I can’t believe with all the years I played and coached I never gave this question any thought before. Going back to LL through college (recruited as OFer/pitched some relief first two years of college) I could fall out of bed throwing to location. My son was the same way (pitched through high school). Once coaching my 13u to 16u travel team we had a pitching coach with AAA experience. I didn’t give pitching detail much thought. 

I was having a chat with an ACC pitcher’s dad at a game. His father bemoaned against lesser non conference teams his kid has impeccable command and dominates. When he gets in ACC games he tries too hard, grooves a pitch and gets pounded. To me, this is mental. 

Through high school the dominant pitchers get away with smoking most of the lineup. Command isn’t as important. 

Where does command come from? Is it learned? Do you just pitch until it comes?

** The dream is free. Work ethic sold separately. **

Original Post

Command comes when you have the ability and the confidence to pitch without thinking about the outcome.  In golf, the good players see where they don't want to hit the ball and try not to hit it there (control).  The great players see where they want to hit the ball and hit it there (command).  That's the diffrence between a scratch golfer and the top 150 players in the world.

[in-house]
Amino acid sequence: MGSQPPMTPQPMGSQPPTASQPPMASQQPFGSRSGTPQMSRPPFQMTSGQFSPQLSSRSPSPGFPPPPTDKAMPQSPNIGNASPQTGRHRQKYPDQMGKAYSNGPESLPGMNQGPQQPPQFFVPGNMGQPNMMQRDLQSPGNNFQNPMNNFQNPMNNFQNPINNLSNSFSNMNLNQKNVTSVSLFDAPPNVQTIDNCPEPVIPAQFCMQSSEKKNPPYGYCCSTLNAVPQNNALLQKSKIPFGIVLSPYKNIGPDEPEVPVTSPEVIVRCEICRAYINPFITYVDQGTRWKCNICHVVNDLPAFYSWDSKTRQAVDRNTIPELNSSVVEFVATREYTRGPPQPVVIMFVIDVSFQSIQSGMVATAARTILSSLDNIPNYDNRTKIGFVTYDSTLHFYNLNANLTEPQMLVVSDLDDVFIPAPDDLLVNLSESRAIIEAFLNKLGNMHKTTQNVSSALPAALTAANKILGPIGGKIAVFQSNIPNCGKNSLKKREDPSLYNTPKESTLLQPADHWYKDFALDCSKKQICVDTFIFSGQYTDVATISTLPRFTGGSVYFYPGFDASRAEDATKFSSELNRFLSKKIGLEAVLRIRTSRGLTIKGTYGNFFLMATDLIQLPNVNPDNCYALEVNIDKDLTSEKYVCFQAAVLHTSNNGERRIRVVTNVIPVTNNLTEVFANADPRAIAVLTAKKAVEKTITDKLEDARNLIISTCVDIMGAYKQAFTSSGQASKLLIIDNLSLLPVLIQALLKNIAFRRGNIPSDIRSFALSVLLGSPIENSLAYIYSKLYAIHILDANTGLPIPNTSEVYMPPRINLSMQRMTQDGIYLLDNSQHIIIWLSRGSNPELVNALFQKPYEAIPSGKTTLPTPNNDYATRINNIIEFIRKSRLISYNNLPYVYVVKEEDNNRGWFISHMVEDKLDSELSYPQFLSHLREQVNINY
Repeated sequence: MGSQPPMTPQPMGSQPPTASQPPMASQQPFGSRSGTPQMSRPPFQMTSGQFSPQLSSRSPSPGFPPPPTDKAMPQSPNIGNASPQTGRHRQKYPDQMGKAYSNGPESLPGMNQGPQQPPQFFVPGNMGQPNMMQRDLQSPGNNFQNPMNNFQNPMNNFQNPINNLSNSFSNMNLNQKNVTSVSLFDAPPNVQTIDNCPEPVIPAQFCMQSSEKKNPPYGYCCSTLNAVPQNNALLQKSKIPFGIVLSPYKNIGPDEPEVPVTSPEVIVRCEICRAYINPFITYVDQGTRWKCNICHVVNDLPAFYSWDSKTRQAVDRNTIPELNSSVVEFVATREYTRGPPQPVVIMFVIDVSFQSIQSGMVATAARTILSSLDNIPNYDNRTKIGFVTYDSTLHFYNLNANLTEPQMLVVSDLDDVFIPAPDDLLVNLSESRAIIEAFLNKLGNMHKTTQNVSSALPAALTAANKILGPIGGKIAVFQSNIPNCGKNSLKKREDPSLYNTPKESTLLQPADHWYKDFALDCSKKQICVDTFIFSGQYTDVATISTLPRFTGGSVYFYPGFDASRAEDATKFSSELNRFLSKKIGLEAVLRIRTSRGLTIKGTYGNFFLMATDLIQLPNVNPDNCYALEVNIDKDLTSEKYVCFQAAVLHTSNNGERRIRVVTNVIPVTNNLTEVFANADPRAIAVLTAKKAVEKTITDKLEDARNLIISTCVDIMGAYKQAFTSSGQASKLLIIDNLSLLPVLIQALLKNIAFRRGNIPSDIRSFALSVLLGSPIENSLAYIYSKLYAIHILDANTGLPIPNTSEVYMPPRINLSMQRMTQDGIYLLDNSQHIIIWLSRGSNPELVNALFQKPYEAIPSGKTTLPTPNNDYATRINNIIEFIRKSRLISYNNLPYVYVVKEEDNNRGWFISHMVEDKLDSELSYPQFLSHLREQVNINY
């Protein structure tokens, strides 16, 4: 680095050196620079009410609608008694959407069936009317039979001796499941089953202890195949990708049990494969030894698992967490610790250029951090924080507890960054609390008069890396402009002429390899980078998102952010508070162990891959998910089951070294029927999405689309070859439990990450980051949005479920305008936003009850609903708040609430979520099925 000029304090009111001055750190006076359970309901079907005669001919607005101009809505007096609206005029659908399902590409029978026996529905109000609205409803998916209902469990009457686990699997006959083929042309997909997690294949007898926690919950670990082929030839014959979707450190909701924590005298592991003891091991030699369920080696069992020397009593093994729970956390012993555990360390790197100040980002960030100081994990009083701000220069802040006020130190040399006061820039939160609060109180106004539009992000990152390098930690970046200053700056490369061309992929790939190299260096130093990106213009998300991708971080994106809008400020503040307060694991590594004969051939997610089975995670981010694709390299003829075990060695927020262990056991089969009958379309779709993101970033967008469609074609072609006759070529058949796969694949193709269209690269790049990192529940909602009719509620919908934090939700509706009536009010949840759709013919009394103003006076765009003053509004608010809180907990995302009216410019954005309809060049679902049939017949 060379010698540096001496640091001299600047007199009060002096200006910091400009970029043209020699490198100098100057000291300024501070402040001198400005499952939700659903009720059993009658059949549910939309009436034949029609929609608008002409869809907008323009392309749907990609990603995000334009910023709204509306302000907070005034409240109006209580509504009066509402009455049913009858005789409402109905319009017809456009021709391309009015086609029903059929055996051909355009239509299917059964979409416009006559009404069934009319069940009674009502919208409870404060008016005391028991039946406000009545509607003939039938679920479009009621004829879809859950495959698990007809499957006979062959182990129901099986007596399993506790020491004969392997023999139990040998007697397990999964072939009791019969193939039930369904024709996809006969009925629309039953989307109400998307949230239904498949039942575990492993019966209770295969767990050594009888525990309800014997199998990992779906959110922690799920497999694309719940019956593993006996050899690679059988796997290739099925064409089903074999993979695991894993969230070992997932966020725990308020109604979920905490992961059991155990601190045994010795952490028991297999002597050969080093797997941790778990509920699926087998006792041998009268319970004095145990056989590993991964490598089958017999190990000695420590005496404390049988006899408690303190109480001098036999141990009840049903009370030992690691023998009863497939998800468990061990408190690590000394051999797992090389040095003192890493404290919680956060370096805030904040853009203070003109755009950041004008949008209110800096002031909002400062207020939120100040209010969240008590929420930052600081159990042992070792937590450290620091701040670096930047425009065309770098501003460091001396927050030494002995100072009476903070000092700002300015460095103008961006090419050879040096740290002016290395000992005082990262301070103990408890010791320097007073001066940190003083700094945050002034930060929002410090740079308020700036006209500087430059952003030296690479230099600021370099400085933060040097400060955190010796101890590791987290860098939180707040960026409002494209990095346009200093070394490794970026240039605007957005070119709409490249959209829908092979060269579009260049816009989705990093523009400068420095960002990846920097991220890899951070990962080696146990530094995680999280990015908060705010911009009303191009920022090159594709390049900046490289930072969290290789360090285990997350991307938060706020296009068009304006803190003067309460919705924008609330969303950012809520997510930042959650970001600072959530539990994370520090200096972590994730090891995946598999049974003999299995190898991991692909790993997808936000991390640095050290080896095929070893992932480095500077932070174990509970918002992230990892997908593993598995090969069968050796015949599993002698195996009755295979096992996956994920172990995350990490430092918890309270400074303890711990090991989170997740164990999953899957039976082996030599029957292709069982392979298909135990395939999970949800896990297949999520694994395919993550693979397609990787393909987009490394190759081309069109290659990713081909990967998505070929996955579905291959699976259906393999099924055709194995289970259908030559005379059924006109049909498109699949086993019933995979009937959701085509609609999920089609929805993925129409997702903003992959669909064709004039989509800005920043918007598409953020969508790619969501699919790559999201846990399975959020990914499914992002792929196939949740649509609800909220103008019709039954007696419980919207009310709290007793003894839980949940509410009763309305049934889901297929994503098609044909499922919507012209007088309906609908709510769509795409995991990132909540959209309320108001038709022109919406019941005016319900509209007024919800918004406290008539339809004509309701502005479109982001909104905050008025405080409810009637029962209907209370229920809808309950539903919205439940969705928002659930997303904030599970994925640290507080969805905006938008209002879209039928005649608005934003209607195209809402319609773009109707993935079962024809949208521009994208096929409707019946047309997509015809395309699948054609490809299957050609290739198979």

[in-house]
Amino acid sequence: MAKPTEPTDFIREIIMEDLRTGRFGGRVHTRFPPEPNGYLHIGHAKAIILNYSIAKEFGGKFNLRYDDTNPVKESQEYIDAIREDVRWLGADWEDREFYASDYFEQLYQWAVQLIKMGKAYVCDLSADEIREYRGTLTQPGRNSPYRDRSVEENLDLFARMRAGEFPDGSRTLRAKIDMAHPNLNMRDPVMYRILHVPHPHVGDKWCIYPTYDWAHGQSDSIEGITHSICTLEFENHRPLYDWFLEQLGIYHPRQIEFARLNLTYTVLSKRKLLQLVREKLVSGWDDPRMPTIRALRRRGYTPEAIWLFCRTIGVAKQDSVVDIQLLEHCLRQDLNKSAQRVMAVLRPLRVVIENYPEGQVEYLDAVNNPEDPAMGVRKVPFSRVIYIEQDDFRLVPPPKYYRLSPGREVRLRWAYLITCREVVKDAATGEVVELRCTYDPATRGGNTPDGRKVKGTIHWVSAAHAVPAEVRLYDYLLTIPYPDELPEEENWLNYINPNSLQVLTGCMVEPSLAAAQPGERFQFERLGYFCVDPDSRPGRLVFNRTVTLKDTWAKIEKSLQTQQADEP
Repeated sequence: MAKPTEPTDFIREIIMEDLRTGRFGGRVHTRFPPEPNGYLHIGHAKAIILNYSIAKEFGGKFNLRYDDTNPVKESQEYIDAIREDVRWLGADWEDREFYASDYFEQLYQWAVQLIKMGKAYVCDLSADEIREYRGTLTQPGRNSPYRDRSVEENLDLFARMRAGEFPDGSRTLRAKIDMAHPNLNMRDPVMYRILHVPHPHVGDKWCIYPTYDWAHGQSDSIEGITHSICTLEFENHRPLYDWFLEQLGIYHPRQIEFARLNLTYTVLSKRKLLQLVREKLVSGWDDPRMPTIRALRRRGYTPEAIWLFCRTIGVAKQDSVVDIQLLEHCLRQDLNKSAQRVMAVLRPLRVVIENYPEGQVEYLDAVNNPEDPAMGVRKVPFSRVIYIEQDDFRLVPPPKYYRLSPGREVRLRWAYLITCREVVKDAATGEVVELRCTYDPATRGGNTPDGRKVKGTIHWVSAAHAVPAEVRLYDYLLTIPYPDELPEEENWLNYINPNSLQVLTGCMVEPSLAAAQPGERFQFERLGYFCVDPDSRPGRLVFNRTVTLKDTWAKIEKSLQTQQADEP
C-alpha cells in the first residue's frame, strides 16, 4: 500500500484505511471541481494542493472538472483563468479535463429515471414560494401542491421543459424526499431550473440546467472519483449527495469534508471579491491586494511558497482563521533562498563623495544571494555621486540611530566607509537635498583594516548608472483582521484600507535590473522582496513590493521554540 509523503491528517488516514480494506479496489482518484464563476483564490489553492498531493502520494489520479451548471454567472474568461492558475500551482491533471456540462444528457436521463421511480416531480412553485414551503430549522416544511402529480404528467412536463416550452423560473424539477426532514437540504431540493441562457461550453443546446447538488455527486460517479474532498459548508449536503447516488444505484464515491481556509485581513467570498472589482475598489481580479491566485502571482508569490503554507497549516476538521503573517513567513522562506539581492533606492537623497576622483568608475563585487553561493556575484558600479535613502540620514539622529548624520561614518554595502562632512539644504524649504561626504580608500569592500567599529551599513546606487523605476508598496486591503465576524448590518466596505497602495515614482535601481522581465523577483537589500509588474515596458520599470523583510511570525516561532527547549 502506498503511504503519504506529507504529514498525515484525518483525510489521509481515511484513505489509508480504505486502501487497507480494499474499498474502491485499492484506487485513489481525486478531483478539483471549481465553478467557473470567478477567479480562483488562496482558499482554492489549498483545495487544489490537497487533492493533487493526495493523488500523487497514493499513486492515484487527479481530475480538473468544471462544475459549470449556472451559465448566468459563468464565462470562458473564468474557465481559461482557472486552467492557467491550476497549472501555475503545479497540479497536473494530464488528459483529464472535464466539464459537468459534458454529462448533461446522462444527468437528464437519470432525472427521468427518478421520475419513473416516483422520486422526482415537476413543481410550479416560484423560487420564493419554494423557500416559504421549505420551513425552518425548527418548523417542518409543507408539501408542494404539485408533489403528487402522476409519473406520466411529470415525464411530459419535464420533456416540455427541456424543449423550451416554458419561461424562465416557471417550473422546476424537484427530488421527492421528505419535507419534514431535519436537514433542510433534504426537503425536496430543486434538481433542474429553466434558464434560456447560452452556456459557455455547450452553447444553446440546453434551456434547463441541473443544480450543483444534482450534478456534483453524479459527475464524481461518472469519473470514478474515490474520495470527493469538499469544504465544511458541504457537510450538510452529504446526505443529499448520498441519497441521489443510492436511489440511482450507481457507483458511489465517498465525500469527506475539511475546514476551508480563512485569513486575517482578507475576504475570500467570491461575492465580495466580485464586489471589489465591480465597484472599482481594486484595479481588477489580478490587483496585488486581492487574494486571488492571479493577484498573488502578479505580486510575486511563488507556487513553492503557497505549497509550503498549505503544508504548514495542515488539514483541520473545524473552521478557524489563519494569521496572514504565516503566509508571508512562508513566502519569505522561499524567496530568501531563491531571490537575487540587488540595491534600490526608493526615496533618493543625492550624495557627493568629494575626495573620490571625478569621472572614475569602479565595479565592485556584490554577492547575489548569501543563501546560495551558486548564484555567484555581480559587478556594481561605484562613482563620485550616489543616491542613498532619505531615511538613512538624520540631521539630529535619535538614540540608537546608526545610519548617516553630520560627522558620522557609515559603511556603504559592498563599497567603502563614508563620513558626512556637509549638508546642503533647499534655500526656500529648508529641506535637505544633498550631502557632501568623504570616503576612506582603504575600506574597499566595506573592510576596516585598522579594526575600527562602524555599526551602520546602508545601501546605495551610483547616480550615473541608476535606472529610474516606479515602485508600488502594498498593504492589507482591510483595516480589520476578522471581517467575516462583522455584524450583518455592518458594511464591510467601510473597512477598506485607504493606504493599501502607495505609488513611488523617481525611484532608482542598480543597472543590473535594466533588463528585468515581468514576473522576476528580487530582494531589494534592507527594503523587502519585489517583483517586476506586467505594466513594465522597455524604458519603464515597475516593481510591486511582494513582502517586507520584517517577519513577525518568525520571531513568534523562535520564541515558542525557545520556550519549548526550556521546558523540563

I know the definition. I was a pitcher and a coach. But command came naturally to me and my son. I’m wondering if either have it or you don’t or can it be learned. Or is it just pitching and focusing over the years it finally comes? Most college pitchers dominate high school. They get most hitters out with velocity. With the exception of a few flame throwers it all changes in college.

High school and college ball are so different. Freshman year of college I was asked if I was stolen blind in high school with my weak move. I asked, “What baserunners?” The response was good for a practice running poles.